Concerns over St Luke's 'bombed out' Church in Liverpool
New uses are being sought for a church in Liverpool that was hit by a bomb in World War Two.
Talks about the future of St Luke's Church, which was destroyed by a bomb in 1941, were ongoing the Mayor of Liverpool Joe Anderson said.
But councillor Richard Kemp said he would be "appalled" if the building was bought by developers.
The mayor added it would only be sold if the buyer protected it as a tribute to those who died in World War Two.
The walls and gates of the church are Grade II listed.
Lib Dem councillor Mr Kemp said the church on the corner of Leece Street and Berry Street was "the last visible reminder" of the deaths of thousands of civilians in World War Two.
Mr Kemp said: "We must be very careful of entrusting much loved listed buildings to the care of private developers."
Instead, he said, it should be transferred to a non-profit making body who will "care for it and honour its role of remembering bombings and famines".
Mr Anderson said the church was costly to maintain and the council has to make £156m of savings over the next three years.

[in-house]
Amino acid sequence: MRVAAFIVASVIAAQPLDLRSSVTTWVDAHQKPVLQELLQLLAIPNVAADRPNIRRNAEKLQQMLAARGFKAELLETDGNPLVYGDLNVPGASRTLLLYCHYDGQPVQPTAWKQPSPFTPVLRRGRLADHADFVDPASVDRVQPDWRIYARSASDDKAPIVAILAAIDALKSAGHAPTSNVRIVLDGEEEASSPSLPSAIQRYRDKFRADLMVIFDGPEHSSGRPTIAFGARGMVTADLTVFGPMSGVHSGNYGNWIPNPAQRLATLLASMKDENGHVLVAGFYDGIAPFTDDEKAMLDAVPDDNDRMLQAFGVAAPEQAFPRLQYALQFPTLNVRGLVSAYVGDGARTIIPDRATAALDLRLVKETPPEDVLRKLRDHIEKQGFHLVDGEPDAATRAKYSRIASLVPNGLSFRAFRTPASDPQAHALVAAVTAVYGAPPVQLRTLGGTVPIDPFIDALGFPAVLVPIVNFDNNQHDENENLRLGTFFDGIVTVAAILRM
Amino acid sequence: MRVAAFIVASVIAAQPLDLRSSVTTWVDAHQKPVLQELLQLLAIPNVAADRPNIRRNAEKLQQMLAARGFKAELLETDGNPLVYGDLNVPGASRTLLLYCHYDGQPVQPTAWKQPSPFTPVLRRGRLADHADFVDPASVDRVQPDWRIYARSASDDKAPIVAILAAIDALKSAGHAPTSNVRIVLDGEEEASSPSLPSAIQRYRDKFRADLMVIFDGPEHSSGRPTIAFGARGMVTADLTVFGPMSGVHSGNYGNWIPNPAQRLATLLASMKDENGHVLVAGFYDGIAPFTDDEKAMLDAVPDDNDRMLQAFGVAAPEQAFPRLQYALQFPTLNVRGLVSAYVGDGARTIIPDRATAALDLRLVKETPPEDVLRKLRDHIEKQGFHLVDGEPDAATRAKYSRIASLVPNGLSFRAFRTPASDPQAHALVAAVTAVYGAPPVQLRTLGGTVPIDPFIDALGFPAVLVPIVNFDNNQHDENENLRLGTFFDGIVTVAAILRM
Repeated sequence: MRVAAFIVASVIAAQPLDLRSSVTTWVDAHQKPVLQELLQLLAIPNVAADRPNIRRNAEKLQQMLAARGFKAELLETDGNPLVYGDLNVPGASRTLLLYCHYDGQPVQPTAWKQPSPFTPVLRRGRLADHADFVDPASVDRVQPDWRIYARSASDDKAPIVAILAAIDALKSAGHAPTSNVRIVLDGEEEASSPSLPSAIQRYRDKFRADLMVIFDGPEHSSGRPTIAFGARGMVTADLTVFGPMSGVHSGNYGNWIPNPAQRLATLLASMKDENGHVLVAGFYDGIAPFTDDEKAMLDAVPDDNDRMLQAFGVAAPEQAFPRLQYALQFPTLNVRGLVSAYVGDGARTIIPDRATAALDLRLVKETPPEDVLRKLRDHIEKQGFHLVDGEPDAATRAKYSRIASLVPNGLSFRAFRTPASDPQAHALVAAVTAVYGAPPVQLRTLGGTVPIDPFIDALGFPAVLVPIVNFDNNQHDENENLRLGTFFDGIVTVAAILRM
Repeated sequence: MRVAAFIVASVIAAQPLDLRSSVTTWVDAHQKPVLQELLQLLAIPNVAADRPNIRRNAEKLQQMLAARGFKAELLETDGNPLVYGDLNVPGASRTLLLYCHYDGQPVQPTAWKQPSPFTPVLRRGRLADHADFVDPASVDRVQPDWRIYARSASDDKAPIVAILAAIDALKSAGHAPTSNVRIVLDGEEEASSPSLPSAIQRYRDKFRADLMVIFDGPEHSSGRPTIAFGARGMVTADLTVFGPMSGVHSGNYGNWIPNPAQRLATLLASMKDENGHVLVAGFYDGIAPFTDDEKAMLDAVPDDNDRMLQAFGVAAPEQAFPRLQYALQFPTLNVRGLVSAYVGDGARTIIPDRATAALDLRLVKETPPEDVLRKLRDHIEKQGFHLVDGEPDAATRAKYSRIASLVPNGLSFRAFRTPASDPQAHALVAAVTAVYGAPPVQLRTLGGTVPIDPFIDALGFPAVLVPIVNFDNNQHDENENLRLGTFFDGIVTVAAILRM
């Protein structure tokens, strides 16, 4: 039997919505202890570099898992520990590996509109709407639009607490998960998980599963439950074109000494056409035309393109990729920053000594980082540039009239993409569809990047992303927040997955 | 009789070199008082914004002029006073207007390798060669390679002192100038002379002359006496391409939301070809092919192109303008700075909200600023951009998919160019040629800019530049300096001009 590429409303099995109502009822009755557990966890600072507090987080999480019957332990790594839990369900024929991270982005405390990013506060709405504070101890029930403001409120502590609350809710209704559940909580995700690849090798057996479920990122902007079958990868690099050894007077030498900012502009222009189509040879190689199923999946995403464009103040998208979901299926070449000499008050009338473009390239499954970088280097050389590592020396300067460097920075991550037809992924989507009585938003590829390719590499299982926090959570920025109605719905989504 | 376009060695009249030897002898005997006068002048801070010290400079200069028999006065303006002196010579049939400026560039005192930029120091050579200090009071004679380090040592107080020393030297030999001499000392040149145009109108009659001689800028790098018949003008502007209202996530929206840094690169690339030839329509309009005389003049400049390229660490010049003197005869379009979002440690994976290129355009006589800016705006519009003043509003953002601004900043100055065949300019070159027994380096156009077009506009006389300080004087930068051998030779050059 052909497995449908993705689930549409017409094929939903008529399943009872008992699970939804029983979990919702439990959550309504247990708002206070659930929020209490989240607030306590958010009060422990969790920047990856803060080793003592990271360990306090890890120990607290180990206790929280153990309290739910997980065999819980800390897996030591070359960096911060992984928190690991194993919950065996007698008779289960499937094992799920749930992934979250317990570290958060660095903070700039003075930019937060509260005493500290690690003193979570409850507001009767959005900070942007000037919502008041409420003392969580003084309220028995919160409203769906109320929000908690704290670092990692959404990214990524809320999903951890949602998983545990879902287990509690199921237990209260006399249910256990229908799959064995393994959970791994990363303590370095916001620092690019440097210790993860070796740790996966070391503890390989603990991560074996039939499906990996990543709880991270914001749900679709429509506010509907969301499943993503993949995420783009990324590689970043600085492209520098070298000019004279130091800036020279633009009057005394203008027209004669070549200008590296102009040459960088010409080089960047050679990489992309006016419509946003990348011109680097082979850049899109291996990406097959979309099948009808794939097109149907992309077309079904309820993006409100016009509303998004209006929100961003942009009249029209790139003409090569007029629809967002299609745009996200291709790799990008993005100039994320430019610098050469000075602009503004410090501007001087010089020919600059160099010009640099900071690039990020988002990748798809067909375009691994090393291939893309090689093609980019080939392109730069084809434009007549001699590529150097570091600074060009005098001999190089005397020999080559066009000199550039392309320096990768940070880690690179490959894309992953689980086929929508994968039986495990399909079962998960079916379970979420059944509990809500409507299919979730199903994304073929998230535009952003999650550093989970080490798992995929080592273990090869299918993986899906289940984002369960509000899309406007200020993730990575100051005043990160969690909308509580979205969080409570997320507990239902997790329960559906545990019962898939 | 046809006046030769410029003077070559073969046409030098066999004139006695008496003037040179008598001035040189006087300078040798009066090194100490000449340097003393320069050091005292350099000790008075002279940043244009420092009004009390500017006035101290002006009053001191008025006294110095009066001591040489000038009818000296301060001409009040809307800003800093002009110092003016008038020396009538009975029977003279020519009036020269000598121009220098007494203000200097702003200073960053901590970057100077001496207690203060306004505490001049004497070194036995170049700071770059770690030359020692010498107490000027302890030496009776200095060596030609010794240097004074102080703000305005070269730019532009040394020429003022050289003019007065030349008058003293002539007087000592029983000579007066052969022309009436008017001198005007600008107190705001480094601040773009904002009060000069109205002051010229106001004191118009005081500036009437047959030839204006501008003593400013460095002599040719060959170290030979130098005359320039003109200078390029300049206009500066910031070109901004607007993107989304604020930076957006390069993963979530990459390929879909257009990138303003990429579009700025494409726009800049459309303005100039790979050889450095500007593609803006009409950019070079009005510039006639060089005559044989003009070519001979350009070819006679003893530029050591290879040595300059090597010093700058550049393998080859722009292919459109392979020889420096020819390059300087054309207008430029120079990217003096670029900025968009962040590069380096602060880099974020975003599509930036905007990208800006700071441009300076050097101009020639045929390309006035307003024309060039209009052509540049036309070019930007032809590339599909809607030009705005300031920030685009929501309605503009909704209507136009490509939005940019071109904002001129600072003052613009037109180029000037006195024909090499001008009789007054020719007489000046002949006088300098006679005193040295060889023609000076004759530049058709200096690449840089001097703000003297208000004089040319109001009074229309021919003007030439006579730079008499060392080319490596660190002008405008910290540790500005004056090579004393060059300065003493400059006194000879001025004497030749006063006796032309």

He said he was willing to look at proposals with an open mind but said the building would not be sold to be converted into dwellings.
"I am in no way looking to jeopardise the legacy or status of the building and everything it represents," he stated.
"For me, and for many people in the city, it is a fitting and lasting tribute to those who died in the world wars and during the blitz of Liverpool."
St Luke's Church was built in 1831 by John Foster and John Foster Jr.
Although there have been suggestions to restore it as a church, it continues to stand as a memorial to those killed in the war.
More than 19,000 people have signed an online petition to preserve the church in its current state.